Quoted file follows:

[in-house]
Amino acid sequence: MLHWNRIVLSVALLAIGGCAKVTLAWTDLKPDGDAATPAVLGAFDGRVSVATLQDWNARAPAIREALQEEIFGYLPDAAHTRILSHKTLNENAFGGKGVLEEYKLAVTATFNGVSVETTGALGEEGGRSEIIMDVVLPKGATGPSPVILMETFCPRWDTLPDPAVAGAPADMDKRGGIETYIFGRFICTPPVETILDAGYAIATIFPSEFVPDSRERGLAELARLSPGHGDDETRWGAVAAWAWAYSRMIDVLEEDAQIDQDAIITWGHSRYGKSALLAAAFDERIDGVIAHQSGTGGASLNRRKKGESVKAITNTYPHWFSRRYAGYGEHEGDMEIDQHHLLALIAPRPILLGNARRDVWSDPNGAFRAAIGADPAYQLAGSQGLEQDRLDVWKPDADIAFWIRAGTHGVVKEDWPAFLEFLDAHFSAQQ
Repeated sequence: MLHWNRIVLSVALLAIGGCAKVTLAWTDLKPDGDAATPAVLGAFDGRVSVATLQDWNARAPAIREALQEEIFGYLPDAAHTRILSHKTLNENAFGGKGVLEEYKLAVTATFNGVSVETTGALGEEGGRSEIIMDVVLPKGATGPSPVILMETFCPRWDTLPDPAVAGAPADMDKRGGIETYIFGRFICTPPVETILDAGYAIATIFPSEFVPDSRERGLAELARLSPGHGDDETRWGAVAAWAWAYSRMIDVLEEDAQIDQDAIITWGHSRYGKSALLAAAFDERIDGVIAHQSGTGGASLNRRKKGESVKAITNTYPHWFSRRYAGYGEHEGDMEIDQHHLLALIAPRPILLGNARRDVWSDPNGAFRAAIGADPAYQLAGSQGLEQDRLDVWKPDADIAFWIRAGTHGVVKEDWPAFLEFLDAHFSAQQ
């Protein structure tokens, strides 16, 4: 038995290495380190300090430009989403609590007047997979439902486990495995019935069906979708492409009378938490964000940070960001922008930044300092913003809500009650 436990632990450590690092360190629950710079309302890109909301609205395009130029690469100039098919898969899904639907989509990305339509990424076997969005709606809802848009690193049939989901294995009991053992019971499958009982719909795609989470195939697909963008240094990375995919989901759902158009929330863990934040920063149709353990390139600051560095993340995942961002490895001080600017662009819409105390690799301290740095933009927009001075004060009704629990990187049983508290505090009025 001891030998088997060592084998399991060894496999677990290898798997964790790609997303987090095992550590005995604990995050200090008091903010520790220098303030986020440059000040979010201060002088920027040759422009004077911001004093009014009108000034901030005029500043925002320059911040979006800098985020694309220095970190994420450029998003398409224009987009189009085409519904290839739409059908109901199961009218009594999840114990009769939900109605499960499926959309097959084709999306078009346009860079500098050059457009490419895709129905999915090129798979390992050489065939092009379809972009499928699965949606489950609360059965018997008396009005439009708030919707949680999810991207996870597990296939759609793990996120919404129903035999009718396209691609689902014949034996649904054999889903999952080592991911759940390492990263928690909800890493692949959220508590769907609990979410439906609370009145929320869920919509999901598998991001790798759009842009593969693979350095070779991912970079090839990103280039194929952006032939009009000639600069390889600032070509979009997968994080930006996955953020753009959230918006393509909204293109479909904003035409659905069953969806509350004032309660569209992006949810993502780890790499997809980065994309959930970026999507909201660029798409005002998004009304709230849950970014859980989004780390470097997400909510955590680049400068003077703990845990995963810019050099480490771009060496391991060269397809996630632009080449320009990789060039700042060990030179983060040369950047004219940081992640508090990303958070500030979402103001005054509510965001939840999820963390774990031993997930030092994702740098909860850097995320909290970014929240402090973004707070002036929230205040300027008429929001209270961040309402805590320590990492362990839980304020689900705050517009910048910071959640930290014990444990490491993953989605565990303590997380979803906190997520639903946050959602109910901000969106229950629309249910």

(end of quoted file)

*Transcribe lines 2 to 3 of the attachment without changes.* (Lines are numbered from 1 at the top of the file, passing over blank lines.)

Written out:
Amino acid sequence: MLHWNRIVLSVALLAIGGCAKVTLAWTDLKPDGDAATPAVLGAFDGRVSVATLQDWNARAPAIREALQEEIFGYLPDAAHTRILSHKTLNENAFGGKGVLEEYKLAVTATFNGVSVETTGALGEEGGRSEIIMDVVLPKGATGPSPVILMETFCPRWDTLPDPAVAGAPADMDKRGGIETYIFGRFICTPPVETILDAGYAIATIFPSEFVPDSRERGLAELARLSPGHGDDETRWGAVAAWAWAYSRMIDVLEEDAQIDQDAIITWGHSRYGKSALLAAAFDERIDGVIAHQSGTGGASLNRRKKGESVKAITNTYPHWFSRRYAGYGEHEGDMEIDQHHLLALIAPRPILLGNARRDVWSDPNGAFRAAIGADPAYQLAGSQGLEQDRLDVWKPDADIAFWIRAGTHGVVKEDWPAFLEFLDAHFSAQQ
Repeated sequence: MLHWNRIVLSVALLAIGGCAKVTLAWTDLKPDGDAATPAVLGAFDGRVSVATLQDWNARAPAIREALQEEIFGYLPDAAHTRILSHKTLNENAFGGKGVLEEYKLAVTATFNGVSVETTGALGEEGGRSEIIMDVVLPKGATGPSPVILMETFCPRWDTLPDPAVAGAPADMDKRGGIETYIFGRFICTPPVETILDAGYAIATIFPSEFVPDSRERGLAELARLSPGHGDDETRWGAVAAWAWAYSRMIDVLEEDAQIDQDAIITWGHSRYGKSALLAAAFDERIDGVIAHQSGTGGASLNRRKKGESVKAITNTYPHWFSRRYAGYGEHEGDMEIDQHHLLALIAPRPILLGNARRDVWSDPNGAFRAAIGADPAYQLAGSQGLEQDRLDVWKPDADIAFWIRAGTHGVVKEDWPAFLEFLDAHFSAQQ